DO YOU HEAR what I hear? Hark - it's the squawk of a malfunctioning smoke alarm. It seems to be coming from that cozy little tract house down there, the one tucked ever so snuggly between the K-Mart and the Pizza Hut. Why saints alive, it's the double-insulated, aluminum-sided, primo-sashed, heavily insured domicile of none other than Mr. and Mrs. John Q. Public, and their 23 children Johnny, Joanie and so on.
Maybe if we sneak in just a little closer we can take a peek. Oh look. It's Christmas morning. And the family is downstairs, which really is best in a one-story house, opening their gaily wrapped presents - not too gaily wrapped, of course, but in point of fact wrapped in that amazing new house-hold discovery, Wrap-O-Matic, the fantastic packing crate, gift wrap, Scotch tape, gift card, wastebasket, canasta table and TV tray ALL IN ONE!
That's right - you guessed it. The whole Public family has watched a lot of television this year, and what they watched most was one of those delightful, clanky, trashy and tacky old UHF stations. Remember how the FCC told us that opening up UHF would mean greater diversity in programming? What they really meant, those crazy cut-ups, was utter monotony in commercials.
But the Publics are good consumers. They bought what they were told. And told and told and told. Why don't we drop in and see how things are going? Well all right, let's just do that.
"Oh John!" we hear Mrs. Public saying, "I just love my new Rondo Miniing, "I just love my new Rondo Mini-Dryer! It's the perfect Christmas gift. No more trying to pack that big half-ton hot air furnance into my teeny tiny suitcase. Of course, we never go anywhere, but just in case . . ."
"I knew you'd love it, honey. No fuss, no muss, just lustrous, smooth, satin-sheen hair!"
"Mommy, mommy, I want to open a present now."
"Okay, little Joanie, which one of the gaily wrapped packages will it be?" "Who cares? They all look exactly the same, and all their flaps are coming undone. I'll take this one.Let's see, it's, it's - oh boy, my very own Bopeel Bottle Cutter!"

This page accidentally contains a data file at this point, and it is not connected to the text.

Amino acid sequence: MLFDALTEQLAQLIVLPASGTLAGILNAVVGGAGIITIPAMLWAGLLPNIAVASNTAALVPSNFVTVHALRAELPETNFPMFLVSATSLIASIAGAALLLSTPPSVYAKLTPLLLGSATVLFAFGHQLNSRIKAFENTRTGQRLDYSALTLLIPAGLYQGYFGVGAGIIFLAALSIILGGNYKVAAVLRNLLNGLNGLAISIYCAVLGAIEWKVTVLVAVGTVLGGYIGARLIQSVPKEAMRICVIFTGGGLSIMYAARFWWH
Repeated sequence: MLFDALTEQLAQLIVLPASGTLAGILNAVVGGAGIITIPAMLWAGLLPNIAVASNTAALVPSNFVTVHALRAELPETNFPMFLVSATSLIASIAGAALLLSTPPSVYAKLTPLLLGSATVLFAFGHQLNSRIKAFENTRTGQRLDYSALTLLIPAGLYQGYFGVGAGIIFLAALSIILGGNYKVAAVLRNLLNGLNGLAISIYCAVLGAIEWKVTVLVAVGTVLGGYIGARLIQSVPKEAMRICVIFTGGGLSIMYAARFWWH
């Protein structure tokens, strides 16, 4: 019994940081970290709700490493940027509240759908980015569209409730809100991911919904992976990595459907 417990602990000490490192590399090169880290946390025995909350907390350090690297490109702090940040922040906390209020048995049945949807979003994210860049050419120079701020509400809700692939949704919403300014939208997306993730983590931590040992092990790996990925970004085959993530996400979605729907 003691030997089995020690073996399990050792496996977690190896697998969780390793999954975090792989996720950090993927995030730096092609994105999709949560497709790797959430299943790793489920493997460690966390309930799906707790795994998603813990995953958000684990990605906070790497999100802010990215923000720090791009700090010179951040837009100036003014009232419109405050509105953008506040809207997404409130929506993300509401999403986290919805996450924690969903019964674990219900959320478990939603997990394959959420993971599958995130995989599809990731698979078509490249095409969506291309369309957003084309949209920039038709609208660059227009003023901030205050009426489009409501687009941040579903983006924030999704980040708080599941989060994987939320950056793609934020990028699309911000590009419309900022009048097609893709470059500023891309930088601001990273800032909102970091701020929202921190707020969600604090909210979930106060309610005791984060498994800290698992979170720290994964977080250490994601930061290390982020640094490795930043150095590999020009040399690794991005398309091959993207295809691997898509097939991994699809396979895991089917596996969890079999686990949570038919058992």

"That's right, Joanie, now you can take those old, useless, worn-out bottles and turn them into beautiful lamps, vases, goblets, centerpieces, Grecian urns, baptismal fonts and hundreds of other useful and decorative ideas!"
"Mommy, mommy, it's the perfect Christmas gift."
"All right now," says Mr. Public, wisely stemming the storm tide of enthusiasm, "it's Johnny's turn."
Johnny opens his present and , lo and behold, it's just what he wanted.
"Wow!" exclaims Johnny, breathless with wonderment. "My very own Pobeel Pocket Fisherman! Now I can fish whenever so inclined!
"That's right, Johnny," says his beaming father. "Now - at last - you can fish anytime, anyplace, anywhere, anyhow, any day! Of course, we're 2,000 miles from the nearest body of water . . . "
"Aw gee Dad, it's the perfect Christmas gift! Just like I saw on TV! See? batteries, hooks, line, rod, reel, fish and body of water not included."
"Now it's my turn," says Mr. Public, and is he ever thrilled when he opens a box to find none other than a genuine Smokeless Ash Tray! "That's right, dear," notes Mrs. P. "You just stick your head in that hole and smoke to your heart's content. No muss, no fuss, no filthy fumes poisoning your loved ones!"